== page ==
Arts

Illustration: Kim Wiens.

Ch. 7: Travel

Before I decided to come to Paris on exchange, Europe seemed like a far off “Neverland”. Growing up, the term “vacation” meant a three-day road trip to Chicago with my family.

While flying across the Atlantic was not unfamiliar—I have visited family in the Middle East several times—the closest I’d come to European soil was a collection of stops in various airports on the way to my journey’s end.

In truth, thanks to many Buzzfeed quizzes, I’d always considered Europe as some sacred destination to be preserved until my post-marriage honeymoon.

So, dearest readers, you can imagine that coming to Europe alone was definitely eye-opening. I came to Paris to study—however, it’s very easy to forget that fact.

Easy access to travelling to different countries is possibly the greatest advantage of studying abroad in Europe. While a $1,000 ticket will get you round-trip to Paris from Canada, you can easily fly roundtrip to many countries within Europe for under €50, which is approximately $70 Canadian.

By the end of my four-month adventure I will have travelled to and within France, Italy (and the Vatican City), Germany, Spain, England, and the Netherlands—a feat which would be much more difficult to accomplish if I didn’t have my apartment in Paris to come back to.

While this may disappoint the parents, most of my learning during this experience has taken place outside of the classroom. I’ve been able to meet students from a myriad of cultures, can distinguish between accents I never knew existed, and have made lifelong friends with homes that I’m welcome to all across the world.

In four short months I have been able to taste Bordeaux wine in Bordeaux, go on a week-long pizza diet in Italy, have the greatest hamburger of my life in Germany, and understand the simple joy derived from bread and butter in France.

I will have attended soccer matches in Paris, Barcelona and London—living out a fantasy of mine I never thought possible. I will have seen monuments such as Big Ben, the Eiffel tower and the Colosseum, understood history at the Berlin Wall, the Holocaust memorial in Berlin, and visited museums across Europe, as well as been part of a new step in history as it unfolded before me here in Paris.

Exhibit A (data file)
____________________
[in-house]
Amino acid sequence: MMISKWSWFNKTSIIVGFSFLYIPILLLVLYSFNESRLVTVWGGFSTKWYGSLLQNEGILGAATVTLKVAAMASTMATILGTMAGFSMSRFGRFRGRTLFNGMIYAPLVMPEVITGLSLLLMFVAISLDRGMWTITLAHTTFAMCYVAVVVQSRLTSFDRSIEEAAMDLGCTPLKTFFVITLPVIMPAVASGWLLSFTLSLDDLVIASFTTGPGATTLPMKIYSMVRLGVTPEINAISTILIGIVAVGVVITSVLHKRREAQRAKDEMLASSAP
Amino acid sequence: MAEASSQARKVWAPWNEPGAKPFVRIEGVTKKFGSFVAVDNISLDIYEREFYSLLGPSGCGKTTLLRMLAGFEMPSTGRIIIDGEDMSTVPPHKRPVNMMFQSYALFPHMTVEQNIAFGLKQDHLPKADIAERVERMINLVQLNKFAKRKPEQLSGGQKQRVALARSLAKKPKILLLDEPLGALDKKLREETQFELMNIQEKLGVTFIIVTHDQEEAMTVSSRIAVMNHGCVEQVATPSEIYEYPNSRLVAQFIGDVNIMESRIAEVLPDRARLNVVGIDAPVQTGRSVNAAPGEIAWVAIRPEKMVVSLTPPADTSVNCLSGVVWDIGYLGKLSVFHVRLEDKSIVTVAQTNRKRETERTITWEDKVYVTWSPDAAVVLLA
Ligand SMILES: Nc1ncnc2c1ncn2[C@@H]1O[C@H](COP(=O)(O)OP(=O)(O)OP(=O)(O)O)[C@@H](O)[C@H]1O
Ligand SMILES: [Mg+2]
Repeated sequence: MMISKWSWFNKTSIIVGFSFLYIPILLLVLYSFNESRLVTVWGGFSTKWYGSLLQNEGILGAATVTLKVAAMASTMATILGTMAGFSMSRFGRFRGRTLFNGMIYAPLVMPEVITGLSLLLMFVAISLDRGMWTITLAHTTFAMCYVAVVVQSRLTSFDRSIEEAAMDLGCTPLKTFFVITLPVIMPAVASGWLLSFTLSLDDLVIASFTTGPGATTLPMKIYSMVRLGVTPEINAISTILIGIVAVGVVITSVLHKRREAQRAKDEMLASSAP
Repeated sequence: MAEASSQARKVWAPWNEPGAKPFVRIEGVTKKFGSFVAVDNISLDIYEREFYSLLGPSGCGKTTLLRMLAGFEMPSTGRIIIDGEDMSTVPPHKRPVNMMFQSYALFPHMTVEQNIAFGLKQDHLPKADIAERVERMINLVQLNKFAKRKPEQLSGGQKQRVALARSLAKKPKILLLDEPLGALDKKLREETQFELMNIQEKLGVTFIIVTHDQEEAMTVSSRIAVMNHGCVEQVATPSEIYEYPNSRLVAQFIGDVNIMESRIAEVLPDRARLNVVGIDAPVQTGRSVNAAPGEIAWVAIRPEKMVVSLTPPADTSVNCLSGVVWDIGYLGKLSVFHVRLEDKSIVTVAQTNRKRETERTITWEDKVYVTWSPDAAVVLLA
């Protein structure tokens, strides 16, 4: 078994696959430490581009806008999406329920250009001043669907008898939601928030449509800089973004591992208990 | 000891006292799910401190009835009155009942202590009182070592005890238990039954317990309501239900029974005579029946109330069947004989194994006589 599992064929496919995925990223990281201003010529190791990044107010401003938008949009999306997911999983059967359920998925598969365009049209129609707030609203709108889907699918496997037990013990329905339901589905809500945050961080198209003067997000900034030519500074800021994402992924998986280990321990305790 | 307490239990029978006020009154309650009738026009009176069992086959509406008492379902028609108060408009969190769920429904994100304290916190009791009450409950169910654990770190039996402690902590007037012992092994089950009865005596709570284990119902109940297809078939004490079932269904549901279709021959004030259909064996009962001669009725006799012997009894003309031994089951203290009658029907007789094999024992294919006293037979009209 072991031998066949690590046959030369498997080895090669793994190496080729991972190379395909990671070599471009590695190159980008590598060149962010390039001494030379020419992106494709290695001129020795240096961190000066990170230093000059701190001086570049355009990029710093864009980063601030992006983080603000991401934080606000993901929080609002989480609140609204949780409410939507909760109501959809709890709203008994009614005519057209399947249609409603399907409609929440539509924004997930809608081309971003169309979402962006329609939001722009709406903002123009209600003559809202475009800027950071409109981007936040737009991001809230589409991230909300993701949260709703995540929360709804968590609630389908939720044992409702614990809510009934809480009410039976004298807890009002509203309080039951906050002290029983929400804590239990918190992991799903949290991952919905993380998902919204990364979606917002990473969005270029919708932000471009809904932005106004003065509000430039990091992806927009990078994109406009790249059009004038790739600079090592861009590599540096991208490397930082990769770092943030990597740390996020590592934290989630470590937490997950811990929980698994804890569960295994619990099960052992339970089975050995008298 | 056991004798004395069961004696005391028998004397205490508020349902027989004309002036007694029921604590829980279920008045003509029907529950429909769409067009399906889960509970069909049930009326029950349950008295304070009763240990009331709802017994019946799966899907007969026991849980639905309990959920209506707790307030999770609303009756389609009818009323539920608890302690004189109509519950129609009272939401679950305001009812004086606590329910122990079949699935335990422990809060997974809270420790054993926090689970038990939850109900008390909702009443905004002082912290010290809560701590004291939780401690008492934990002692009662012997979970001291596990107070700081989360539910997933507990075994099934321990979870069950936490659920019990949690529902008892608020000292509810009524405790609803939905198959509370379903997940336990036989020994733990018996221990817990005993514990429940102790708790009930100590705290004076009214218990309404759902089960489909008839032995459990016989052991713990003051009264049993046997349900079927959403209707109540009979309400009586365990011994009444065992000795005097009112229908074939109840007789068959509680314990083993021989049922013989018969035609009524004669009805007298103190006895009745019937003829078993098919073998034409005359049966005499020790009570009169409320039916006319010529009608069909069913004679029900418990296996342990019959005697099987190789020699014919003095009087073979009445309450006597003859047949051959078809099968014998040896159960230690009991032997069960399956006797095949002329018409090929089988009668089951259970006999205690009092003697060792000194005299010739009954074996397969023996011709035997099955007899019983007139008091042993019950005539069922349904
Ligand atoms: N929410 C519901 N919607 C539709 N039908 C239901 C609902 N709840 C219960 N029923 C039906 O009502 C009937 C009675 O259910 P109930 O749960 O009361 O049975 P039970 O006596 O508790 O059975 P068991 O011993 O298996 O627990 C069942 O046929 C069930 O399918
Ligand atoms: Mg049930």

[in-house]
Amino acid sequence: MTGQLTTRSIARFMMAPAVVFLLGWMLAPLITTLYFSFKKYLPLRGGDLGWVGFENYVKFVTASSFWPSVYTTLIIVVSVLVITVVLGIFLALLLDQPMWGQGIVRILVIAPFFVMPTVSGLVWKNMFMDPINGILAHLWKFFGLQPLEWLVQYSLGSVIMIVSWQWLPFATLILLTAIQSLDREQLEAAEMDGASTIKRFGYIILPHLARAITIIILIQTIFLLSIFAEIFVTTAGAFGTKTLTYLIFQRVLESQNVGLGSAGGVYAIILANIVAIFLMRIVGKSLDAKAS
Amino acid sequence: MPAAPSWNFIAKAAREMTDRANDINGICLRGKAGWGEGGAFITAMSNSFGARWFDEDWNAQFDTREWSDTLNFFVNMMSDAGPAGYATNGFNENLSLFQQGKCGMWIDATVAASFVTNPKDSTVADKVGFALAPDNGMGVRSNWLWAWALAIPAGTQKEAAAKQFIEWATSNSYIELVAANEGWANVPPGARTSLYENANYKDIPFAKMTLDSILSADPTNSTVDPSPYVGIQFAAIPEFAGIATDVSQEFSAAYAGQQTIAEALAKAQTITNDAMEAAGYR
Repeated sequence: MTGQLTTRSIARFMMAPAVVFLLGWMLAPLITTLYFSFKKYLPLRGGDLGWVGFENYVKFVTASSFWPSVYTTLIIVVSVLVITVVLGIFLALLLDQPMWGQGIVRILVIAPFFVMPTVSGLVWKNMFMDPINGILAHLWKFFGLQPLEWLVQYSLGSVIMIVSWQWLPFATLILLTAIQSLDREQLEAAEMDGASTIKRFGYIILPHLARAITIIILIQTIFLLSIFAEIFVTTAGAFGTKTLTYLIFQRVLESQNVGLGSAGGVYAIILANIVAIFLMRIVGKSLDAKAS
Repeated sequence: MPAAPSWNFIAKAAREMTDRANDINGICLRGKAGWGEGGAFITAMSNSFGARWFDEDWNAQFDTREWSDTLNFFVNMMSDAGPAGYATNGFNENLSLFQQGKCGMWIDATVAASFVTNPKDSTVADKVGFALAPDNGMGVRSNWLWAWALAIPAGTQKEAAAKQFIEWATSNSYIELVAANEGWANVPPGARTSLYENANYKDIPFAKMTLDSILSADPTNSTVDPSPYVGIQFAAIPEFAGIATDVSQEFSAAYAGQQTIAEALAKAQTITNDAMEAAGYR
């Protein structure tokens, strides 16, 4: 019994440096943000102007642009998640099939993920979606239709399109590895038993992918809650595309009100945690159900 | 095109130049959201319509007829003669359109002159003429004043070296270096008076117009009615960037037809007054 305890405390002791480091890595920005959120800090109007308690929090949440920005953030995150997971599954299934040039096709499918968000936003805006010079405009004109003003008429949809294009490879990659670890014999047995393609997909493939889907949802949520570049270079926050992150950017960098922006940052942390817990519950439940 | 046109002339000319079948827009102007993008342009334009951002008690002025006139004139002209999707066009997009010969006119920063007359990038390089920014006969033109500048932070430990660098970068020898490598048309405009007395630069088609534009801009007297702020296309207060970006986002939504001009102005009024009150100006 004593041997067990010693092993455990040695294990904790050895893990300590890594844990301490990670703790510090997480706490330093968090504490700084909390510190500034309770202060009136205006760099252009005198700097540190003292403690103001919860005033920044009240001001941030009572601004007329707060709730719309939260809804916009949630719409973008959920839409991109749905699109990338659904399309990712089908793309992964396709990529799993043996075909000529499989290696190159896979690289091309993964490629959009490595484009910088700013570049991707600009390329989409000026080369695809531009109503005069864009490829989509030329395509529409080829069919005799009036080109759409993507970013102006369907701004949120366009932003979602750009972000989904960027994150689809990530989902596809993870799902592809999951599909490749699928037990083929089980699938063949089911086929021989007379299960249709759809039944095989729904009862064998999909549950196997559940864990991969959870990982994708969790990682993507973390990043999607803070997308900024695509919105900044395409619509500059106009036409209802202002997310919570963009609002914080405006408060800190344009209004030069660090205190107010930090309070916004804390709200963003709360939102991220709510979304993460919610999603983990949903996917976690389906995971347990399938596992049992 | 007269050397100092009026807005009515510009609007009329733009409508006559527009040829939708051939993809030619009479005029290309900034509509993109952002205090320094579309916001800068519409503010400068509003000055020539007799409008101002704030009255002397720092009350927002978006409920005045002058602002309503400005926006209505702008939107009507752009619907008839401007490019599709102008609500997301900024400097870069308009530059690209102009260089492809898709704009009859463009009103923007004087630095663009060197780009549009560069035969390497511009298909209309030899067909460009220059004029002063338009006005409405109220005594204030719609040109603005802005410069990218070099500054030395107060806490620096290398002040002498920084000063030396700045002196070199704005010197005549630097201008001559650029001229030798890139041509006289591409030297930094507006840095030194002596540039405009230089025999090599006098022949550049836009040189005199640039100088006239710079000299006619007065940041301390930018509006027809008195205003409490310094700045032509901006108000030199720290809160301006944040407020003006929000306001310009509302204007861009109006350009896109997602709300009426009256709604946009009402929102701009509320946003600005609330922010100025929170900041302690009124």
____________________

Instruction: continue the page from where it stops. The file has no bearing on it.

So perhaps I did come to Paris to learn—however, what I have taken out of this experience is much more than what I possibly could have by solely sitting through three-hour lectures every week.

I’ve learned what it means to be self-sufficient. The thought of travelling alone no longer scares me, nor does the thought of going without my phone or Google Maps for a few days.

On the other hand, as cheesy as it sounds, I’ve also learned the value of friendship. Through every experience, and every trip, my most cherished memories are the simplest ones, spent with the people who matter. Whether that be cooking thanksgiving dinner with friends while many of us missed our families back home, sharing a bottle of wine while watching unintelligible Italian soap operas, or sitting in front of a church eating McDonald’s and discussing slang terms from each of our respective countries, these are the lasting memories that I will look back on.

If you’ve followed along thus far, I want to thank you. I hope that my experiences have allowed you to learn something new, and I hope that this column has encouraged some of you to go on an adventure of your own.

For now I will say goodnight to Paris, this city that I have come to adore. I hope to see you again soon, but for the time being many adventures in Ottawa await me! À bientôt!